[A quick aside: comment-making on this site, which may have been tricky for some of you before, has just had a makeover, so please give it a try and let's see if it works now.]
Certain things in life can be counted on. For example, if you forget your umbrella, it will rain very hard. If you are running late, there will be traffic. If you are early to meet someone, they will be late, and vice versa.
This is known as Murphy's Law. Murphy was a real guy, it turns out, and pretty cranky about the "commonplace" interpretation of what he set out to posit as a serious principle of defensive design. We regular old nimrods who do our thinking outside the field of aeronautics take his law to mean, simply, than anything that can go wrong, will. Apparently there was some more nuance to it. Nimrod, you may as well know, was also a real guy (the great-grandson of Noah), and he did not live long enough to see our feeble-minded culture sully his good name with insulting associations, perishing as he did long before Elmer Fudd came along, and so probably he was not cranky.
If you would like to read an excellent piece of writing decrying the low-down, dirty practice of name-calling, look no further than here. Take that, snarky Ann Coulter. Take it and get back on your broom.
If you would like to know why I am prattling on about Murphy's Law and restored faith in humanity when I meant to be talking about lentils, all I can tell you is that it traces to my having attended the Parent Education Night event that was the concluding element of the driver's ed process for my oldest daughter. Commonplace interpretations of the Murphy legislation were all over the place. If you are tired, and slightly freaked out by life's recent twists and turns, and are among the few who are more or less on time to class, it will follow that several people will prance in up to half an hour late and suffer not even the slightest reprimand, and that the instructor will have--through no fault of his own--both a tendency to trip over the same spot on the carpet every time he paces across it (which is often, as he favors a mobile and frisky lecturing technique) and a set of odd habits (weird coughing! repetitive phrasing!) that once you notice them, make it impossible for you to form a coherent thought about anything but this. It will follow that you will run out of yarn on the project you brought along about 45 minutes into the 2 hour class, and that after he shows you the petrifying video about the bereaved parents of honor students who brought a smile to the face of everyone they met before their untimely and preventable, grisly ends, the instructor will say not once, not twice, but seven times, "imagine you are one of those parents!"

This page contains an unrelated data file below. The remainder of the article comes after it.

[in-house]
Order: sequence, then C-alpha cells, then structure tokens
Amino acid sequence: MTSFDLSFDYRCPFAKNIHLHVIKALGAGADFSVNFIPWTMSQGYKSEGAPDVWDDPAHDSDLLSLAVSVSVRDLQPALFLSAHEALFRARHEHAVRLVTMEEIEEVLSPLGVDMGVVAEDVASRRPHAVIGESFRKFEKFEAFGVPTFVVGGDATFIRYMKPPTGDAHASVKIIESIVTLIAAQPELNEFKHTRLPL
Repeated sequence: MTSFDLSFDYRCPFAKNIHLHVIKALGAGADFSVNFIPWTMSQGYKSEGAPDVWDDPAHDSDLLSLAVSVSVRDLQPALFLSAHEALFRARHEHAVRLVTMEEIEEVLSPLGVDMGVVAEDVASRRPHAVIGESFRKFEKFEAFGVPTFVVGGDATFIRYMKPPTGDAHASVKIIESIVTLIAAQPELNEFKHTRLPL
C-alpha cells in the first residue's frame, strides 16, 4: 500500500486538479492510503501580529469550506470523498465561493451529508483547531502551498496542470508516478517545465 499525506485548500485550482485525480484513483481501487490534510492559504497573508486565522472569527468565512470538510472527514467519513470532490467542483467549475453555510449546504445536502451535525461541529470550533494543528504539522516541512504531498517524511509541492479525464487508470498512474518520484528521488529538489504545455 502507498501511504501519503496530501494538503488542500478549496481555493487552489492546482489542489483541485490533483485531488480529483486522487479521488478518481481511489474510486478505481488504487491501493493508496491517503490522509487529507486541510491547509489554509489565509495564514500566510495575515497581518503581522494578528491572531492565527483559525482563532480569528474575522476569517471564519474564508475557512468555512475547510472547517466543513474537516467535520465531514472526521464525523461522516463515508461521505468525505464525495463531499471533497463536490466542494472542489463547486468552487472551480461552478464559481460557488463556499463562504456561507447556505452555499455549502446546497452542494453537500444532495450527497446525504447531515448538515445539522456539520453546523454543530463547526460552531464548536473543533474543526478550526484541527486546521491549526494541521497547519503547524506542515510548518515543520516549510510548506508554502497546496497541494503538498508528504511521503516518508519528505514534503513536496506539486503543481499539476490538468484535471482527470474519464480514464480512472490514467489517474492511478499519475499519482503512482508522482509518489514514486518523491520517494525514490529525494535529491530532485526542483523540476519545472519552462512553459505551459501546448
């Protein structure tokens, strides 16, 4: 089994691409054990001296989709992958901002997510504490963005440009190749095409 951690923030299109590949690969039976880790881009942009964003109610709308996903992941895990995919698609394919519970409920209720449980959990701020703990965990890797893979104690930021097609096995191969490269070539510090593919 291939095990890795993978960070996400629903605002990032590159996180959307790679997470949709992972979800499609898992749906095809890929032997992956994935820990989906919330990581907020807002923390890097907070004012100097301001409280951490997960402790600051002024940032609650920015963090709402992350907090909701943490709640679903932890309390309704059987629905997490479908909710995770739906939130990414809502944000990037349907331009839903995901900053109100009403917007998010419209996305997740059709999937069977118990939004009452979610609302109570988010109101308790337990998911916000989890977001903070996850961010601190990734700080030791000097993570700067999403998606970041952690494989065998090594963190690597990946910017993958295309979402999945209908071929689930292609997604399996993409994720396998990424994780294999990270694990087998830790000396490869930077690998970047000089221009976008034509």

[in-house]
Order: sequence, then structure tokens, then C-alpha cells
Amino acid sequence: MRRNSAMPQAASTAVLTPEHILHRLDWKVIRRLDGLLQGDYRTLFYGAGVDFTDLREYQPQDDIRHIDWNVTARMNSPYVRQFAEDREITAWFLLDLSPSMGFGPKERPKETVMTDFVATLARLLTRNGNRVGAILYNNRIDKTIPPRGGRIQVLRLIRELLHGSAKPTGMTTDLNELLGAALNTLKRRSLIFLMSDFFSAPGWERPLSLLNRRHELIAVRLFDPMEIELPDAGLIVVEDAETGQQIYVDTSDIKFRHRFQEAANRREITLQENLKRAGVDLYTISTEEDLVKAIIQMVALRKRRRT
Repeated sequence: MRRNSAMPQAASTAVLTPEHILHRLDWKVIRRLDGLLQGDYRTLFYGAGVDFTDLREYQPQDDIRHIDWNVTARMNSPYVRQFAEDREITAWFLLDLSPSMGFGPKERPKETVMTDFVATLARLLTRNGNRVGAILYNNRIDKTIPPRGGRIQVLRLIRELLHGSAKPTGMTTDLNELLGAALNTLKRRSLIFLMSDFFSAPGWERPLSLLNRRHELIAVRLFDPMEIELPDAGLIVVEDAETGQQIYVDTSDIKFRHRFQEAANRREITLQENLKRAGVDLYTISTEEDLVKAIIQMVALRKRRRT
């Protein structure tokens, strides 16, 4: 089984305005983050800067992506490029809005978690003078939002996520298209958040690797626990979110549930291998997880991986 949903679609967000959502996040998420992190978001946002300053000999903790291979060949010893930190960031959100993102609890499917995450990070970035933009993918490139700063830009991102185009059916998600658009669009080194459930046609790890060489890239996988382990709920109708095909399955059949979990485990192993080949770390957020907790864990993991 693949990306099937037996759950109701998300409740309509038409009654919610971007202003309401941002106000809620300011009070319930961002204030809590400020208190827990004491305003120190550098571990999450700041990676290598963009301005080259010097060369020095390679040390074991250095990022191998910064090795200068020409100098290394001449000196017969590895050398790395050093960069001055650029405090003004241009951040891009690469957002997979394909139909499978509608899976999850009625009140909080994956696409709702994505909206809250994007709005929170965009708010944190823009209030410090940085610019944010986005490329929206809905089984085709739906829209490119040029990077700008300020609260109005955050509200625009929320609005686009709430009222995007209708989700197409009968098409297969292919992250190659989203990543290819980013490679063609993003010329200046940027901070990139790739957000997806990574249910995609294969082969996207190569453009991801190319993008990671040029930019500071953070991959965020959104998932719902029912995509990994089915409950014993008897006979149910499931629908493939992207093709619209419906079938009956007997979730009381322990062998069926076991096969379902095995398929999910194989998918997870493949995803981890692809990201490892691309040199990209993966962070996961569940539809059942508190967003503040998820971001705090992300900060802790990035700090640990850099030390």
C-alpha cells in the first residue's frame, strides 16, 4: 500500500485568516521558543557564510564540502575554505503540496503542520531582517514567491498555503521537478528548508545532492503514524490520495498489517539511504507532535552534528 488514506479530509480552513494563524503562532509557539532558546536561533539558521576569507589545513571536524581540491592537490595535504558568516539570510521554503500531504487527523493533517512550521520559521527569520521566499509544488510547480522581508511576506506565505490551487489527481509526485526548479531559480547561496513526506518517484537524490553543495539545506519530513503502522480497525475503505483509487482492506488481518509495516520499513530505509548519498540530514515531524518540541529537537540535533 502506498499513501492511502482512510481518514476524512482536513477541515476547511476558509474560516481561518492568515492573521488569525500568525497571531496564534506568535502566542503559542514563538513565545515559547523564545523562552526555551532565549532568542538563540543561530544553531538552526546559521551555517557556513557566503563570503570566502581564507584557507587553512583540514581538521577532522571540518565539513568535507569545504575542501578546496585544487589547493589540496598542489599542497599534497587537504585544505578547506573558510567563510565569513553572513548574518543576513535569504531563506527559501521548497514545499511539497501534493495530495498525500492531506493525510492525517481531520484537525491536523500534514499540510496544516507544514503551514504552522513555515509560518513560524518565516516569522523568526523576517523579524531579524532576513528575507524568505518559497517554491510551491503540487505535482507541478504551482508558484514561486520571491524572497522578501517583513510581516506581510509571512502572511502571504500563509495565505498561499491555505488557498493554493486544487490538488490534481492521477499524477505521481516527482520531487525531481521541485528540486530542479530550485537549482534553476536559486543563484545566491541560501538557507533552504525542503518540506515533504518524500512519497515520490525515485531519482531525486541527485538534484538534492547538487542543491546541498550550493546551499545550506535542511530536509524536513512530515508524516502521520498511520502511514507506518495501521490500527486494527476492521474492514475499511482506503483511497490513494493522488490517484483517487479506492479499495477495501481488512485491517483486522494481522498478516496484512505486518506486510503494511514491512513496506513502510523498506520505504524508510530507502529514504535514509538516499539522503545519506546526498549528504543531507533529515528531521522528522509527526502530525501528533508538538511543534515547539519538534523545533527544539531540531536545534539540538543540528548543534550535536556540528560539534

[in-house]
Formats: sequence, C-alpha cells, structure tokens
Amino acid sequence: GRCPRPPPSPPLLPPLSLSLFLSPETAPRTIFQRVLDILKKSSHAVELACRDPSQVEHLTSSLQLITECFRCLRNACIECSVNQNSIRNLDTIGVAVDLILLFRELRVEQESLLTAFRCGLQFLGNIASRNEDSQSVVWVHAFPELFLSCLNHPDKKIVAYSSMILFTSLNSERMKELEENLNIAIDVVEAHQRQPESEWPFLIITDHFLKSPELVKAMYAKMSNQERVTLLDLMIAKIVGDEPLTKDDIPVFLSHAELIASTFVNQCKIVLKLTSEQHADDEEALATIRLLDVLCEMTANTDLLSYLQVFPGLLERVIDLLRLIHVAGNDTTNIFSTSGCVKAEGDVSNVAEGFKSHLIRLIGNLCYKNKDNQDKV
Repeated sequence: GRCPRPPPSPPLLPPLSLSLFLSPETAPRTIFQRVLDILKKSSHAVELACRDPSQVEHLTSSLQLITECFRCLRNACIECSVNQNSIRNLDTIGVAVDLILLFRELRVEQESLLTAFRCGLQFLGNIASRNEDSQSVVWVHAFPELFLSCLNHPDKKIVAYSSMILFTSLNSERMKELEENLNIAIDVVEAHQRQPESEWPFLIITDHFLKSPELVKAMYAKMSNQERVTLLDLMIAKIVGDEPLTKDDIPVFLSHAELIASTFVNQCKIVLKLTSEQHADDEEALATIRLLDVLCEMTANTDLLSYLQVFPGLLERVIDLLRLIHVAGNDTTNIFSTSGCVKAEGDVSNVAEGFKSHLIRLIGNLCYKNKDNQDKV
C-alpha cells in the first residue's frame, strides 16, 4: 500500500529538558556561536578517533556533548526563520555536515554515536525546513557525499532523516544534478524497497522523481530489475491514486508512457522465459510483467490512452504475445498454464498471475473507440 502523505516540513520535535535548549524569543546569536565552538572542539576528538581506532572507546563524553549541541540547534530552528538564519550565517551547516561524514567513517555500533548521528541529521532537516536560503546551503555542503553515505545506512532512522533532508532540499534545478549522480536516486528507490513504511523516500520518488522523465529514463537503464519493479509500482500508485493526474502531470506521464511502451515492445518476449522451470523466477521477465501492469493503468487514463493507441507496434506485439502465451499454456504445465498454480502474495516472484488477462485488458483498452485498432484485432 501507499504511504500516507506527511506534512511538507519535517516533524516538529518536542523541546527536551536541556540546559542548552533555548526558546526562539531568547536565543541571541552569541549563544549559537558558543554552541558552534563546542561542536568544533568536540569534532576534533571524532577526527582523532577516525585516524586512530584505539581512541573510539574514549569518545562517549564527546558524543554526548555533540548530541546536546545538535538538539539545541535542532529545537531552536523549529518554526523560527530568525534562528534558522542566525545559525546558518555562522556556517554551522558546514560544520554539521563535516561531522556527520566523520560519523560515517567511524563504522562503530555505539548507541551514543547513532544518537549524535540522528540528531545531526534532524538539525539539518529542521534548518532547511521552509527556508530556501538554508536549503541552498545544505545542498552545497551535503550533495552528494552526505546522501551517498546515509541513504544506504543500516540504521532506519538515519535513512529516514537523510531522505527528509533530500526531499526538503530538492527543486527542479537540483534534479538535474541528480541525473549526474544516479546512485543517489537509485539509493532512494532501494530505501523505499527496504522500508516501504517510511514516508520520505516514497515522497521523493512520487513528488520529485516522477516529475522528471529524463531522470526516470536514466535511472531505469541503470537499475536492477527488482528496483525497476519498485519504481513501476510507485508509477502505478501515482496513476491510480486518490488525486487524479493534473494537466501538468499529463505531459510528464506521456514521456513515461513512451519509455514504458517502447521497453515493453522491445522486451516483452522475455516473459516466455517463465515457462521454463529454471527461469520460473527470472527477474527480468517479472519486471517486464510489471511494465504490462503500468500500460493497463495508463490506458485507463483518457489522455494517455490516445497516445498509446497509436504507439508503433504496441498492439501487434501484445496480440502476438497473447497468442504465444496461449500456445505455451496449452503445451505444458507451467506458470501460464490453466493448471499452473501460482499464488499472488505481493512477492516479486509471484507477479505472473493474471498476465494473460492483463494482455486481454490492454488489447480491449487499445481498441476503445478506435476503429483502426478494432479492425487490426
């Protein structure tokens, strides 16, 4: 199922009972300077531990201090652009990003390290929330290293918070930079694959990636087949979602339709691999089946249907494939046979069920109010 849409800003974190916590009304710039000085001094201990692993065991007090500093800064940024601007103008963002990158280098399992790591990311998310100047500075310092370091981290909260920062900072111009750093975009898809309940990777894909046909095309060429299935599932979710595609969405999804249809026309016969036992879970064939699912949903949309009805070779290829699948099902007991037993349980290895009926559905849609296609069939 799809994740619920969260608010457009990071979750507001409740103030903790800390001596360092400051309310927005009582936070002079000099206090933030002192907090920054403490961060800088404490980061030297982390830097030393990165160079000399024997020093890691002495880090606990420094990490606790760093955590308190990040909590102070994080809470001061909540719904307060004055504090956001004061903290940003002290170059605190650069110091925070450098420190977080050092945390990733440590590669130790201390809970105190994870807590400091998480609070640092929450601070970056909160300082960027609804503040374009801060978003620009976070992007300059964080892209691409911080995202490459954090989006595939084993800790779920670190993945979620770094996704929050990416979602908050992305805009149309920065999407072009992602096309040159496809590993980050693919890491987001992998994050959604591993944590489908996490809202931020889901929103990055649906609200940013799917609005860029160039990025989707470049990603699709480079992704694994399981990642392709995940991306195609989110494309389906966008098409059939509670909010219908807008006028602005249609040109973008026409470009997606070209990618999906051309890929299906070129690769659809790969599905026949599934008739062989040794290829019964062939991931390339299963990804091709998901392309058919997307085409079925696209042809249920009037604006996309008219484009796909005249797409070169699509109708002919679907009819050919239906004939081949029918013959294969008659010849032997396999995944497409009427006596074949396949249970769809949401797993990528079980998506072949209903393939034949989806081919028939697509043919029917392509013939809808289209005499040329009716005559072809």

And there is nothing for it but lentil soup. Lentil soup sends you off into this dark night fortified, it waits patiently at home for the staggered and staggering arrivals of the rest of your family, and its tiny leftover amounts morph magically the next day into lunch for three.
Once cold weather sets in, we eat some permutation of lentil soup, cheese, bread and roasted squash at least once a week. I develop passionate relationships with lentil soups of various types. I love one with fancy little green French lentils and olives and greens. I love one with red lentils and lemon and carrots, one made with whey, and a spicy coconut one.
3/4 c whole urad dal
3/4 c split green moong dal
1/4 c coconut oil, ghee, or olive oil
1/4 c minced garlic
1 T ground cumin
2 t ground coriander
1/4 t ground fenugreek (not essential, but very tasty)
pinch of ground cayenne
1/3 c tomato paste
salt to taste
Soak the lentils in water to cover overnight, and drain.
Heat the oven to 250 degrees.
Heat the oil in a heavy, lidded dutch oven, and sauté the garlic for a few minutes, until fragrant. Watch carefully, stir constantly and keep the heat low, to prevent browning. When the garlic is softened and nicely aromatic, stir in the spices. Now add the tomato paste, letting it mingle and sweeten a moment as you stir. Dump in the lentils, along with 7 cups of water. Bring it to a low boil, turn off the heat, and cover the pot. Slide the covered pot into the oven, and leave it there for a good long while. About two hours ought to do it, depending on how old your lentils are, but longer will not harm it. Stir it and test for doneness and salt to taste. Like all lentil soups, it will improve if it cools and then you reheat it, at which time it may require thinning with a little water.